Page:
Click right here to hear the full interview.
When evaluating the top quarterbacks of the 2004 draft, the Steelers' Ben Roethlisberger has more wins and a better passer rating than Eli Manning. But Manning has thrown for more yards and touchdown passes than Roethlisberger.

So, who's better? Based on a SportsNation poll that drew 17,889 votes, the nod goes to Roethlisberger. He received 48 percent of the votes, and Manning took 38 percent (14 percent say it's too close to call).

Here are some selected comments from readers on this debate:

Josh from Fort Lauderdale, Fla.: I am huge Pittsburgh fan (born there). I love Ben as our quarterback. A few years ago, I would have said Ben is hands down better than Eli. But Eli has improved quite a bit over the past few years. Now, I am not sure you can really say one is better than the other. They both have ice in their veins and get the job done when it matters most and the team needs them.

Jeb from Laurel, Md.: The best way to answer the question of Eli vs. Ben is to answer it with this question: Who would thrive more in the opposing offense? Ben makes his plays on the run and avoiding would-be tacklers with his agility and speed. Eli, not known to be a mobile quarterback, tends to make most of his passes from the pocket. If you switch these two, I honestly believe that Ben would thrive with a great offensive line and Eli would struggle to avoid tacklers with the porous offensive line in Pittsburgh.

Rich from Gloucester, N.J.: Eli is definitely the better quarterback. He is clutch. When the game is on the line, he is the man I want to be my quarterback. The Giants' run game and secondary has been a joke for years, almost non-existent. Ben Roethlisberger has had one of the best premier defenses behind him since he came into the league along with a great running game and offensive line. If you put Ben on the Giants, there is no way he does as well as he has been in his career. Eli is the better quarterback.

Andrew from Lima, Peru: Eli has absolutely become an amazing passer over the last couple years. But I have to take Big Ben on this debate. If we're talking about a career, and not just where they are now, you have to respect the 20-30 game-winning drives by Roethlisberger. In addition, Big Ben was lights-out from Day One, going undefeated as a rookie in 14 games. Eli is an excellent pocket passer, but get a hand on him and he'll go down. Ben throws 300-pound defensive ends off his back and gets a fresh set of downs. To me, I have to take the more dynamic, play-extending player over the traditional pocket man.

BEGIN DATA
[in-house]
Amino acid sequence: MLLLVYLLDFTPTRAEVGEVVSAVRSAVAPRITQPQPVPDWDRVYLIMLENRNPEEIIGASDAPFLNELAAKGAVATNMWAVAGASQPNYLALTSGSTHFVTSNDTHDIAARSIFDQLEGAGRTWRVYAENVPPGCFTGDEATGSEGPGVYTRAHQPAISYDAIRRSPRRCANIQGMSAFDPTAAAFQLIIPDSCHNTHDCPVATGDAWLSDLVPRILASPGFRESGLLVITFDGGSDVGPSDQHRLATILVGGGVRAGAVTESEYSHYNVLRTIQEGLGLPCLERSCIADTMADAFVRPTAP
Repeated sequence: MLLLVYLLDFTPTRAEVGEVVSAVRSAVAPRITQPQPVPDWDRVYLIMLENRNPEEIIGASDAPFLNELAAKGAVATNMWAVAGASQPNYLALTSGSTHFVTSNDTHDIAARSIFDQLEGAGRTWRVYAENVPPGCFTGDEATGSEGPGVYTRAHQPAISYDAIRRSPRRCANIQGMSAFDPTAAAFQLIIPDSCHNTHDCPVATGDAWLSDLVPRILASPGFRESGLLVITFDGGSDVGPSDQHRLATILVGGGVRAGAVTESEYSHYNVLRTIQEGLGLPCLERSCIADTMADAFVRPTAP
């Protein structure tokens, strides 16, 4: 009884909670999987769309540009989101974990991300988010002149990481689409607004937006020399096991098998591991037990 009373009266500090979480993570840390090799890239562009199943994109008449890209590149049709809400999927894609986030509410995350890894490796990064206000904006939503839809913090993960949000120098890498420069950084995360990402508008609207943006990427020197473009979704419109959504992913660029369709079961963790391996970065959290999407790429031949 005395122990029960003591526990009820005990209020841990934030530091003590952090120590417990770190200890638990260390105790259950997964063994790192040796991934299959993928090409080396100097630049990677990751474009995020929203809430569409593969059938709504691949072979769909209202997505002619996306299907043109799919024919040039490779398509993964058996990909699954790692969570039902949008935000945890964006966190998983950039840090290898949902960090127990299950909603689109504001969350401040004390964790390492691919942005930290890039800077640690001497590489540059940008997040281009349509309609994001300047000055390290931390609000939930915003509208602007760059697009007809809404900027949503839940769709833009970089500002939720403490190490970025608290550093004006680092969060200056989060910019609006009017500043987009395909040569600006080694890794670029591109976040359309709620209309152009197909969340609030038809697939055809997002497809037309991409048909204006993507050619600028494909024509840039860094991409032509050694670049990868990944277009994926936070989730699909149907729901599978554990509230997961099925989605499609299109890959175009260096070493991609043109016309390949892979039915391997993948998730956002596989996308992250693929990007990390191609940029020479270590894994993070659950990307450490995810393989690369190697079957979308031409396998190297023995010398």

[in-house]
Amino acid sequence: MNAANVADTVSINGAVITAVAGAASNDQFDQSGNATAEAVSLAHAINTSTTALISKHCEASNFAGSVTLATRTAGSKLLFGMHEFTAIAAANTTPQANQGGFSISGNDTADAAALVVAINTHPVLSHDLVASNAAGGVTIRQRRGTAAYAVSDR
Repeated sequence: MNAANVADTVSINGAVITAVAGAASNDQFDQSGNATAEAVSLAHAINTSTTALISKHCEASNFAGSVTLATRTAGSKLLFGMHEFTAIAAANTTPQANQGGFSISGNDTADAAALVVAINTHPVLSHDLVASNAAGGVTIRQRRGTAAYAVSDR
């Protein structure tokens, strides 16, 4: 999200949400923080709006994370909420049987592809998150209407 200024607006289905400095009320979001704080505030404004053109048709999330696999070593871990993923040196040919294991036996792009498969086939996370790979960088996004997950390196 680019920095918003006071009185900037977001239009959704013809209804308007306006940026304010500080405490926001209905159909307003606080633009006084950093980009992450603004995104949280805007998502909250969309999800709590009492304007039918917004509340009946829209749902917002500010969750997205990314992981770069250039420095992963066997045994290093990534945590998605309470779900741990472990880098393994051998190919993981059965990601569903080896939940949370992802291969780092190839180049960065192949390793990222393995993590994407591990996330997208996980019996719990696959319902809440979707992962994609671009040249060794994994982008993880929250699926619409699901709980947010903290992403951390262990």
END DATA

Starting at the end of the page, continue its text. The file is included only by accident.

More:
Chris from Grafton, Ohio: You have to pick Eli as better than Big Ben. The difference is that Eli has been more durable, plus he won his two titles himself. The first title Ben won was because of the zebras, his defense, and the Bus. If you recall that officiating crew was suspended due to their putrid performance at the Super Bowl. Have to give the elite quarterback edge to Eli.

Joe from Wheeling, W.Va.: Big Ben by a very small margin. If Ben had a better line the last five years, I think they would have three Super bowls instead of two. If Eli had that weak of a line, he would not have the stats or Super Bowls that he does. I think the 2008 Steelers were an elite defense with a top-tier QB, good receivers, average running backs, and possibly the worst offensive line to win the big game. I think a lot of people overlook this.

Eric from Pittsburgh: Ben has clearly been the superior of the two in terms of wins and post season success. Keep in mind that this debate only holds water because the Giants defense played well enough to hold Tom Brady in check, which allowed Eli a shot at those game winning drives in the first place. I don't pretend that Eli isn't a great, maybe even the greatest, fourth-quarter quarterback in the NFL today. But the truth is his entire legacy is built on those two drives, in games that were won on the defensive side of the ball. In Ben's first Super Bowl, the Steelers won in spite of him. In his return, it was quite the opposite, where he watched his top-ranked defense allow Larry Fitzgerald to run rampant through their secondary. When Eli's highlights come up, you know the Tyree/Manningham catches will a part of it. Ben is defined by so much more, and that is what separates the two.
My weekly column was on the debate about whether Eli Manning or Ben Roethlisberger is the best quarterback to come out of the 2004 draft.

Our friends at ESPN Stats & Information offered two takes on this discussion. Bobby Greenhalgh is taking Roethlisberger: